U.S. ITC Judge: Apple-Samsung trade dress infringement case hinges on ‘Cheech and Chong test’

“Apple Inc.’s claim that Samsung Electronics Co. copied the design of the iPhone may hinge on what a U.S. trade judge today described as the ‘Cheech and Chong test,'” Susan Decker reports for Bloomberg. “‘Does it look like it, feel like it, smell like it?’ U.S. International Trade Commission Judge Thomas Pender said at the beginning of Apple’s patent-infringement trial against Samsung, referring to a routine in which the comedy duo identified dog feces.

“Apple contends Samsung’s phones and Galaxy Tab tablet computer copy designs on the look and front face of the iPhone, and they also infringe patents related to the user interface and headset plugs. The Cupertino, California-based iPhone maker is asking the ITC to block imports of Samsung products that violate Apple’s patent rights,” Decker reports. “‘Not content to copy the overall design and interface, Samsung has copied the smallest detail of the iPhone,’ Apple lawyer Harold McElhinny of Morrison & Foerster told the judge in opening arguments today in Washington. ‘Samsung copied our original and iconic design.'”

Decker reports, “When the late Apple founder Steve Jobs unveiled the iPhone in 2007, he warned rivals that it was protected by more than 200 patents, McElhinny said. Apple’s inventions have been displayed in museum shows and even been the subject of a book, he said. ‘Samsung cannot overcome the originality of Apple’s design,’ McElhinny said… Apple has been able to force Samsung to delay the release or alter its Galaxy products in some countries, including Australia and the Netherlands. There’s more at stake in the U.S., because the trade agency — which will issue final decisions in both cases in January and February — has the authority to stop products at the U.S. border.”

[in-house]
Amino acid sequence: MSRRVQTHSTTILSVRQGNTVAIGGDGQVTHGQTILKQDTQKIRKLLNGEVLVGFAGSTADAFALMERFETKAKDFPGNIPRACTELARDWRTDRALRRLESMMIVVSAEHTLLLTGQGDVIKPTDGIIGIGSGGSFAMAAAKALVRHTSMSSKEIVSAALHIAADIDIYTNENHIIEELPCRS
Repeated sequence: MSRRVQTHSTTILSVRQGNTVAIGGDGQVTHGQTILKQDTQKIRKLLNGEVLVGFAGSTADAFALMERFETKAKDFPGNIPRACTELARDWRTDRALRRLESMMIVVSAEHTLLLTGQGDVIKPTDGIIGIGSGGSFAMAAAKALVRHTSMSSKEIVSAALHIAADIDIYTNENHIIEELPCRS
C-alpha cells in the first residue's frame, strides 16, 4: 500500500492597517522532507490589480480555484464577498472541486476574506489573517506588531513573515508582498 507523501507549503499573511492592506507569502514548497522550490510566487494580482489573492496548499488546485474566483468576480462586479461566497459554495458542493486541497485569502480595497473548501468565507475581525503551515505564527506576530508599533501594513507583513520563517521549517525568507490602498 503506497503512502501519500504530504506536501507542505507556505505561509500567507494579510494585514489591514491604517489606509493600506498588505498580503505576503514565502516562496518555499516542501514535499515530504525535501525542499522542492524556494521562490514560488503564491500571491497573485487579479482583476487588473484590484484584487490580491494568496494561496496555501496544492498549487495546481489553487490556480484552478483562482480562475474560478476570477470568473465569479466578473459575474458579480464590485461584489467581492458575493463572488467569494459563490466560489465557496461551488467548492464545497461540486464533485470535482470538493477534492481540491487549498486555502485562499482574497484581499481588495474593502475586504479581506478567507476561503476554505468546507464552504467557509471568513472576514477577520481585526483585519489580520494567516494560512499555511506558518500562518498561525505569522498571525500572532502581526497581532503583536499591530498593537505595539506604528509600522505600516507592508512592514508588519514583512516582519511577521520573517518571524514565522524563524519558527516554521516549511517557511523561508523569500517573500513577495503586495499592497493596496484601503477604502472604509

Read more in the full article here.

MacDailyNews Take: “Good dog, man.”

As we wrote back in March:

The world is copying the iPhone, outside and inside, because Apple has invested considerable treasure in R&D, marketing, manufacturing, retailing, etc. Copying the iPhone in order to peddle it to the world’s ignorati is theft. The copycats are riding for free on Apple’s considerable innovation and investment.

If courts rule that Samsung, for example, is free to copy the look of the iPhone because of “prior art,” then the courts are wrong. It’s not that the rectangle with rounded corners existed before Steve Jobs pulled the first iPhone from his pocket, it’s that Apple made the rectangle with rounded corners immensely valuable. Likewise for the iOS elements and features that Android has shamelessly stolen… They are ripping off the iPhone in order to sell their own wares. That is theft. Makers of pretend iPhones, iPads, and pretend iOSes are stealing from Apple.

In this case, it’s quite appropriate to ask “What would Steve Jobs do?” Would Steve Jobs slavishly copy another company’s successful products in order to move as many units as he could? No, he wouldn’t. Because Steve Jobs took pride in his work.

Apple’s products came first, then Samsung’s:

Samsung Galaxy and Galaxy Tab Trade Dress Infringement

[Thanks to MacDailyNews Reader “Brawndo Drinker” for the heads up.]


  1. It’s not going to do much good to block import of old Samsung models when they are no longer importing them. Each iteration of Galaxy phones and tablets are being revised to use fewer and fewer of the trade dress disputed design elements. Samsung will dodge the bullet unless Apple gets paid monetary damages on each unit sold.

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